Fairness: galvanizing our greatest natural resource (people). Systemic barriers to opportunity like (conscious or unconscious) racism and other "-isms" are chokeholds to the economy, suffocating its vitality at the exact moment it needs energetic action. This phenomenon is not new. A 1961 cartoon by Herbert Block illustrates the economic and political hindrance that racism poses to our country. More than 60 years later, our economy and moral stature are still being pulled down by the dead weight of racism and it is more urgent than ever to drop it.
Research from the World Economic Forum has shown that excluding Black people from fair access to economic opportunity has cost America a devastating $51 trillion in lost output since 1990.
The good news is that tearing down the walls of anti-Blackness could generate as much as $5 trillion to the economy over the next five years alone, according to a report by Citi. Diversifying the economy by increasing opportunities for access to capital, whether it helps historically oppressed people of color or overlooked and underserved communities like those in Appalachia where the Ford Foundation has made investments, is the type of patriotic impact investing that lifts all boats. It also offers the potential to generate risk-adjusted, market-rate financial returns.
Big private equity firms like KKR & Co. and TPG Inc., insurance companies like MetLife and New York Life Insurance Co., and banks like J.P. Morgan Chase & Co. and Bank of America have already discovered attractive commercial opportunities in underrepresented founders. But the American economy is a team sport. We need everyone on the field. We all win when we all win.
JSG: creating jobs and improving national security. The COVID-19 pandemic made it overwhelmingly clear that offshoring jobs and relinquishing control over our supply chain to lower labor costs for the benefit of higher corporate net income has painful long-term consequences. Shareholders may have won in the short term, but the damage resulting from a hollowed-out manufacturing base and the loss of millions of good jobs is staggering.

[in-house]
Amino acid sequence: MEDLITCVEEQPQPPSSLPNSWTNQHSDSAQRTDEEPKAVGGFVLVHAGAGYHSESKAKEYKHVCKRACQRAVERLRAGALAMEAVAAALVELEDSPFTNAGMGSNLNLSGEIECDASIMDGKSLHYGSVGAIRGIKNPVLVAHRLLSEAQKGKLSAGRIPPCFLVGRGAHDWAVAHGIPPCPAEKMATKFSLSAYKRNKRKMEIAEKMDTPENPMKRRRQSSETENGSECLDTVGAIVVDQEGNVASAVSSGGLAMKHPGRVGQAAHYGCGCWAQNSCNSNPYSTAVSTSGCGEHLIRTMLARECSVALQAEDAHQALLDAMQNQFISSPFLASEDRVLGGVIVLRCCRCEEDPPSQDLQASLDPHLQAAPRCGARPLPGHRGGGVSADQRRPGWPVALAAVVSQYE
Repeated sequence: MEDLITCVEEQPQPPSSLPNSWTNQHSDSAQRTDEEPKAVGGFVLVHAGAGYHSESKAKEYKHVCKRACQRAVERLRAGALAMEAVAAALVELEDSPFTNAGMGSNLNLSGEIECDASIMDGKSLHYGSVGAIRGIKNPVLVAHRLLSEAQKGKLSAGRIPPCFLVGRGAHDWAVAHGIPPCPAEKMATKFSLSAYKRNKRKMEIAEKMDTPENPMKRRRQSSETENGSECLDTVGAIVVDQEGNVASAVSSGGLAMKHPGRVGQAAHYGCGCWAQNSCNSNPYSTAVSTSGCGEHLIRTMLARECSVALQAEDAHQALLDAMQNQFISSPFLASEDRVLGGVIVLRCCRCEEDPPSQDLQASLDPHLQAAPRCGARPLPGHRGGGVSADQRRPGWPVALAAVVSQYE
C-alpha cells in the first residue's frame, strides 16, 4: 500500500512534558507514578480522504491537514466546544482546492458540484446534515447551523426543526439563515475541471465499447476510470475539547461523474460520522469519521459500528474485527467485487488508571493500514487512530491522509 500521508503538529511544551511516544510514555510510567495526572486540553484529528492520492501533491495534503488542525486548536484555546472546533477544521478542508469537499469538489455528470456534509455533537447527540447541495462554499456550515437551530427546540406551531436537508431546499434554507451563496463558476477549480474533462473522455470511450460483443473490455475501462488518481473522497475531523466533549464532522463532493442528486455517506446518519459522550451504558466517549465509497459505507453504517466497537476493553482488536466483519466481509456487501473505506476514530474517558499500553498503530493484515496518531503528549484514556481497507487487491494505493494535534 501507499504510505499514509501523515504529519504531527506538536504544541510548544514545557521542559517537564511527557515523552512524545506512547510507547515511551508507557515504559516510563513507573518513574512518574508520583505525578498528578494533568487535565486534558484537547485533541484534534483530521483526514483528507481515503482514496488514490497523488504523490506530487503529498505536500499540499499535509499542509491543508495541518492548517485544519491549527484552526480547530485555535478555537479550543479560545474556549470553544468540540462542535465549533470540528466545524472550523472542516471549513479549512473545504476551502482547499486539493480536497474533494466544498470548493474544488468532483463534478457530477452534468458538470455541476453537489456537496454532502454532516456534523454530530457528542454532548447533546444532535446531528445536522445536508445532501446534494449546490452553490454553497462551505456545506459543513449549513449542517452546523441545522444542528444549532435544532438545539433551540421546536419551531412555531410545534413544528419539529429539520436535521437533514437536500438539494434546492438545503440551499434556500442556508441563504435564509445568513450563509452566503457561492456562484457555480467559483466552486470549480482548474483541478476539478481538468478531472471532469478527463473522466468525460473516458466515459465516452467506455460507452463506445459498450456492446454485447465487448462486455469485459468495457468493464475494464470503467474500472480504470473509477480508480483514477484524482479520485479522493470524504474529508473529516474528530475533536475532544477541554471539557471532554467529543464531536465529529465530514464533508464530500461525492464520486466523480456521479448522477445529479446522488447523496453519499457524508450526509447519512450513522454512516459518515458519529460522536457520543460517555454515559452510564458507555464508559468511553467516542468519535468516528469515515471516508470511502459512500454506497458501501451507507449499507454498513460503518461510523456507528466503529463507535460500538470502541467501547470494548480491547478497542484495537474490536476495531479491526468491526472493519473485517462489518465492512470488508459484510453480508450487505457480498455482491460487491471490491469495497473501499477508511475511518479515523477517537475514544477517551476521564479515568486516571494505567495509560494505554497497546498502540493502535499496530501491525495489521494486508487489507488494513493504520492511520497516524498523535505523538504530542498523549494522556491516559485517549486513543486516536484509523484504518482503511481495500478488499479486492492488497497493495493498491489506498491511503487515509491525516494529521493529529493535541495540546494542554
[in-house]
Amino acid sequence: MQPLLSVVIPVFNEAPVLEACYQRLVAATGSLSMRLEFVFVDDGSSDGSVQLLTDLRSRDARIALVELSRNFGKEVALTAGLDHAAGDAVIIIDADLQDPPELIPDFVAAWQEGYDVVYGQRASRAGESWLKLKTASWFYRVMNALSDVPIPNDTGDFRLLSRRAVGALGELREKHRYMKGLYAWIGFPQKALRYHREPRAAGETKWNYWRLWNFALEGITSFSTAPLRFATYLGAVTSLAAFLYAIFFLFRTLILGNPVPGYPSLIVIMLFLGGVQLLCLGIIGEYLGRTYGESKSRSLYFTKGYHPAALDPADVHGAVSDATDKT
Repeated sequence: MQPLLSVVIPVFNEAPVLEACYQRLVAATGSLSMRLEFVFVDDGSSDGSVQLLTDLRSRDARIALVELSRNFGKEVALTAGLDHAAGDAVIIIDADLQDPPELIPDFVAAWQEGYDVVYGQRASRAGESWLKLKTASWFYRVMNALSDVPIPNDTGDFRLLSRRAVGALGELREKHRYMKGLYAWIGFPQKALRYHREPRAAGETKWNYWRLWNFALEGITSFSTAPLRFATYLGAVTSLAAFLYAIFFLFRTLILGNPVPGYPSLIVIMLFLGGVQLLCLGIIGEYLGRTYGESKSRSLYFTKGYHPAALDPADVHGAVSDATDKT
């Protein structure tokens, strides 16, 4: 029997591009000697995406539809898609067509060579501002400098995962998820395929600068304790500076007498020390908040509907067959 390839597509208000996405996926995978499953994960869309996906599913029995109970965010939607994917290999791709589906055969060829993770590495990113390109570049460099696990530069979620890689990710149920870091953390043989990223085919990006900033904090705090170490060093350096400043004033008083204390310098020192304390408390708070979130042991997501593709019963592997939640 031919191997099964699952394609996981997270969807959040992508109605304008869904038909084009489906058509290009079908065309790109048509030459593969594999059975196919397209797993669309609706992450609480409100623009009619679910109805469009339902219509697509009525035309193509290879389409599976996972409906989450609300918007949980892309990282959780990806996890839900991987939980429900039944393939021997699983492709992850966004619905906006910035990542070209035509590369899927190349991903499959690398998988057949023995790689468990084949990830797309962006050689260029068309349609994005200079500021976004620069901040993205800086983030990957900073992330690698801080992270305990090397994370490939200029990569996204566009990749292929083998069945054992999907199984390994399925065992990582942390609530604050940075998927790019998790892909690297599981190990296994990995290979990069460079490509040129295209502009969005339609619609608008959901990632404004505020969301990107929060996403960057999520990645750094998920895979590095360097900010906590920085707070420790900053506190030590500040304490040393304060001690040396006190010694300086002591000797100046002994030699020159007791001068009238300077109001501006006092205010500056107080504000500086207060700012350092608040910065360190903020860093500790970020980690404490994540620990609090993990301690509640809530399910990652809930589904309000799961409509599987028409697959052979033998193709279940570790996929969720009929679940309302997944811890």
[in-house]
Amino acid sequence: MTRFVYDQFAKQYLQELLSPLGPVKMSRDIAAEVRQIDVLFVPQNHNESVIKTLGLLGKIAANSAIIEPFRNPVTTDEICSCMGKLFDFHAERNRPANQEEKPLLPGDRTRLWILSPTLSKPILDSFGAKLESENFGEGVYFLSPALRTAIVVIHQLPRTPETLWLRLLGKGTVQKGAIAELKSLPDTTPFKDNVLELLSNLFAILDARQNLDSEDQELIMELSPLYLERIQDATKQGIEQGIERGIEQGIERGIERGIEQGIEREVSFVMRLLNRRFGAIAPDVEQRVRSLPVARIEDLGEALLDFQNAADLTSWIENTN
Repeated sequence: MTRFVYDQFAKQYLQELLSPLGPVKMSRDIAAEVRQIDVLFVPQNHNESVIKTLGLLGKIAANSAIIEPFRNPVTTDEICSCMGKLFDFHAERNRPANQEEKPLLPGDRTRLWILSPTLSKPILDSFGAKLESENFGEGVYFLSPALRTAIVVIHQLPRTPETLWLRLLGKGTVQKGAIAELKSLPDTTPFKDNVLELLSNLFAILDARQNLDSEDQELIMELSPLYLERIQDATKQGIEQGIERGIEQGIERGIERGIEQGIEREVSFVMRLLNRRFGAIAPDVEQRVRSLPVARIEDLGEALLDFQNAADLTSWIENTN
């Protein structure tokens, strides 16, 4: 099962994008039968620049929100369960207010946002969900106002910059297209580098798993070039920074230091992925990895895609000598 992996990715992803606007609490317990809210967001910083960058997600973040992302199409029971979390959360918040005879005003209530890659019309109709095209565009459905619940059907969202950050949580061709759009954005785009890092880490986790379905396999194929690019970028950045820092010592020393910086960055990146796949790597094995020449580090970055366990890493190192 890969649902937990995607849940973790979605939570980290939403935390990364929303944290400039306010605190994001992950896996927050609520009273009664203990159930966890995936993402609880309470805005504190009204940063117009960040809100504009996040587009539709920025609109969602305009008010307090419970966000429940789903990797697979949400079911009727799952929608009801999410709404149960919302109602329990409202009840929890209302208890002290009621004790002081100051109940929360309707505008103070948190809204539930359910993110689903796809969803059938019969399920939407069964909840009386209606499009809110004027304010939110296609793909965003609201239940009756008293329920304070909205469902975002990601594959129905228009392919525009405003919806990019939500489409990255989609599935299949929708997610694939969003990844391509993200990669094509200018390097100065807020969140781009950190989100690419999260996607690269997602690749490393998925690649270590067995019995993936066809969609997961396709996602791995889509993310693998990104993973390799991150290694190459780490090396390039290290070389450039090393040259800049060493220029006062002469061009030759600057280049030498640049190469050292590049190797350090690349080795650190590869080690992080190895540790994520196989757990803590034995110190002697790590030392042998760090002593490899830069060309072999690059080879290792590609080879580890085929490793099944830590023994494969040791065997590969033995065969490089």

It is now apparent that depending on another country's supply chains creates a threat to national security and economic stability.
Prudently implemented jobs, security, and growth (or JSG) investing strategies — codified by emerging asset manager Amberwave Partners in 2022 — can help regenerate our economy and place the country on more independent footing by creating opportunities in the job market, reinforcing supply chains, contributing to sustainable American economic growth and improving national security. Hopefully, the JSG concept will inspire more patriotic impact investment activity designed to improve the lives and livelihoods of workers in America.
Substance over sloganeering: moving beyond polarizing rhetoric to powerful action. Everyone loves transparency until they have something to hide, which might be why some have cunningly weaponized the term "ESG" in hostile anti-woke sloganeering.
Despite its critics, standardized ESG disclosure can help organize the collection and presentation of data to help refine risk management, shine a light on business activities and inspire solutions to help drive toward a more sustainable form of capitalism.
Some think all things ESG are about sanctimonious virtue signaling. Others believe it is a sneaky way to attack the fossil fuel industry. Both could be true.
However, it is also possible to see value in standardized ESG disclosure while recognizing value in both the fossil fuel industry and a managed transition to cleaner renewables. Sort of like walking while chewing gum.
Supply chain dependencies, unfair barriers to opportunity and divisive sloganeering are brutal beasts that have chased us to a dead end. With collective action, we can slay the cruel monsters with the patriotic power of fairness, innovative impact investing initiatives and standardized ESG transparency.
This content represents the views of the author. It was submitted and edited under Pensions & Investments guidelines but is not a product of P&I's editorial team.